Rock 'N' Roll Lyric of the Day:

"It's funny how the night moves
"Humming a song from 1962
"We were always waiting... always waiting
"We were always waiting for something to happen
"I saw tail lights last night In a dream about my first wife
Everybody leaves and I'd expect as much from you
I saw tail lights last night in a dream about my whole life
Everybody leaves, so why, why wouldn't you?"

-- Gaslight Anthem, Great Expectations


Posted on: December 29, 2009 4:35 pm
Edited on: December 29, 2009 5:21 pm

Bay-watch finished, Mets' winter looking up

Whether he wants to or not, slugging outfielder Jason Bay is on the verge of becoming a New York Met. Bay and the club have agreed to terms on a four-year contract worth $66 million, CBSSports.com has confirmed, with a fifth-year option that could boost the package into the $80 million neighborhood.

The deal is pending Bay passing a physical examination and, as such, the Mets are not confirming that an agreement is in place.

Barring any surprises with Bay's physical, the move will accomplishes one of the Mets' chief offseason goals, which was adding a slugger who will man left field and make manger Jerry Manuel's lineup more dangerous. It also should silence critics who were chattering that the Mets' dalliance with Bay was "just for show", a transparent attempt to placate their fans while making an offer they knew Bay would not accept.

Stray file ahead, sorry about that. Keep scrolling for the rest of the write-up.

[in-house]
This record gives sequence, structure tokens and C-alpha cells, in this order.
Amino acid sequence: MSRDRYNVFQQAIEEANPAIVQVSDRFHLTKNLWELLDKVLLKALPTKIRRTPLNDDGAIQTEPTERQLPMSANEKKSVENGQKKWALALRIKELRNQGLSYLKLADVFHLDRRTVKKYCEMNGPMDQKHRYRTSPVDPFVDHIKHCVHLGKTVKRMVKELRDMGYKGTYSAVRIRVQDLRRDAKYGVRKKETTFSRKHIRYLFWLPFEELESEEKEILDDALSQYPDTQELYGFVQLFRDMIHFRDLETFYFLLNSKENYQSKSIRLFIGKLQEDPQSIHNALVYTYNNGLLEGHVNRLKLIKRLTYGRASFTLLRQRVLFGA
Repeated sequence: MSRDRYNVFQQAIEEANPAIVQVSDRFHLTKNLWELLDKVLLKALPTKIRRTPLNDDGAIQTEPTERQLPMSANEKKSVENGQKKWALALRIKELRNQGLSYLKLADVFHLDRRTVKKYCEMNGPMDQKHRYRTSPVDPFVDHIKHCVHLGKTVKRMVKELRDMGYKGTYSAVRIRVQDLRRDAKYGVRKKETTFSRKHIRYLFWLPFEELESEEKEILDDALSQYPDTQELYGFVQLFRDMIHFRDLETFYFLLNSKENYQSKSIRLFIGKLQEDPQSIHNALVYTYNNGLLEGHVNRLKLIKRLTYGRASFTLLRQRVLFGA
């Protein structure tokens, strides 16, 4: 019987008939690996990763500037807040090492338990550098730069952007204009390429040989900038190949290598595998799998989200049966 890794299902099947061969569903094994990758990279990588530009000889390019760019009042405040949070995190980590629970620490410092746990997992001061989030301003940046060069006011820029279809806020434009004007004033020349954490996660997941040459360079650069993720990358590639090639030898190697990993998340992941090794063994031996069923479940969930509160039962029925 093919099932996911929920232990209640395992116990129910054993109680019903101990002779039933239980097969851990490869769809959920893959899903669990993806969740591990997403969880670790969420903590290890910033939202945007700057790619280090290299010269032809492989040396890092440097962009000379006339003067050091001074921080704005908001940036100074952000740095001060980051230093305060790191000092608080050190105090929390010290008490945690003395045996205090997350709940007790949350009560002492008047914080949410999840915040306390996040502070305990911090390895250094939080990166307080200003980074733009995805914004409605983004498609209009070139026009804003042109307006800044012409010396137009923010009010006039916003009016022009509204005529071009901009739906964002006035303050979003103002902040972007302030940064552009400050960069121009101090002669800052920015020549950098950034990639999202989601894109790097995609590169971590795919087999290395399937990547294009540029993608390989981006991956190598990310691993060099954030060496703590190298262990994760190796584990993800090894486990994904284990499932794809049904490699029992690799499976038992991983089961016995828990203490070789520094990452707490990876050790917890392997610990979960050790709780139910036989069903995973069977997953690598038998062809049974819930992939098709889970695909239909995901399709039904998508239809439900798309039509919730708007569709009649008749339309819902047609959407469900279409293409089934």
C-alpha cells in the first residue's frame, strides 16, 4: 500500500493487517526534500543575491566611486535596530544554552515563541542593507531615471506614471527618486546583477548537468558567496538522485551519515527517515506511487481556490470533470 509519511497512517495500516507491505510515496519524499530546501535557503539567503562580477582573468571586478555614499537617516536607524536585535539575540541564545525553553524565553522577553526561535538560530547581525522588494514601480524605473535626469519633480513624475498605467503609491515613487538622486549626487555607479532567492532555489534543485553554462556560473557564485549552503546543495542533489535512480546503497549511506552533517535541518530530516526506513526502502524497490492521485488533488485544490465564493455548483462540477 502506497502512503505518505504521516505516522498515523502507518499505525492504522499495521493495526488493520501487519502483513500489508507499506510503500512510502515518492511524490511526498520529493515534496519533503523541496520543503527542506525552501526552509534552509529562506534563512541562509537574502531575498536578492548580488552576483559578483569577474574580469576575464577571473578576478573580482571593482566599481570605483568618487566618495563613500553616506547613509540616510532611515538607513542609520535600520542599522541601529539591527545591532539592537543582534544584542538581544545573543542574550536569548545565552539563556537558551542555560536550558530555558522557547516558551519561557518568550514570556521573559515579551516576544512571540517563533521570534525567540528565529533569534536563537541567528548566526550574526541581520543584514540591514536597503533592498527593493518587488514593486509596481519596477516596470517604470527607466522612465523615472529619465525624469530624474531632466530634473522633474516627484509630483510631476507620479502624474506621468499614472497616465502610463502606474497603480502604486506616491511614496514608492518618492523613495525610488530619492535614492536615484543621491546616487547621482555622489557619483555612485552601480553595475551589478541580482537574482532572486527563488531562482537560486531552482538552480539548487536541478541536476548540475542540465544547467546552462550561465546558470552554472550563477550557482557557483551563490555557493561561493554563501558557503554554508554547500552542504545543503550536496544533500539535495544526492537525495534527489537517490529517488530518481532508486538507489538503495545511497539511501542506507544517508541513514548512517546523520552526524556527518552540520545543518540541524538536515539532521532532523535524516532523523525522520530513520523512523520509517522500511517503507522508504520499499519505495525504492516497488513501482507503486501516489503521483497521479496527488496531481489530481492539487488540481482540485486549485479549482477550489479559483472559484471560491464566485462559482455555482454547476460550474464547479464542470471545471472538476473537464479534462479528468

In the end, they got it done.

Now, regarding the "wants to" part: The Mets made their initial offer to Bay coming out of the winter meetings in Indianapolis some three weeks ago and have been waiting for an answer ever since. Speculation, of course, has been strong in some quarters that Bay must not have wanted to become a Met very badly because, if he did, talks between him and the club wouldn't have dragged along for so long.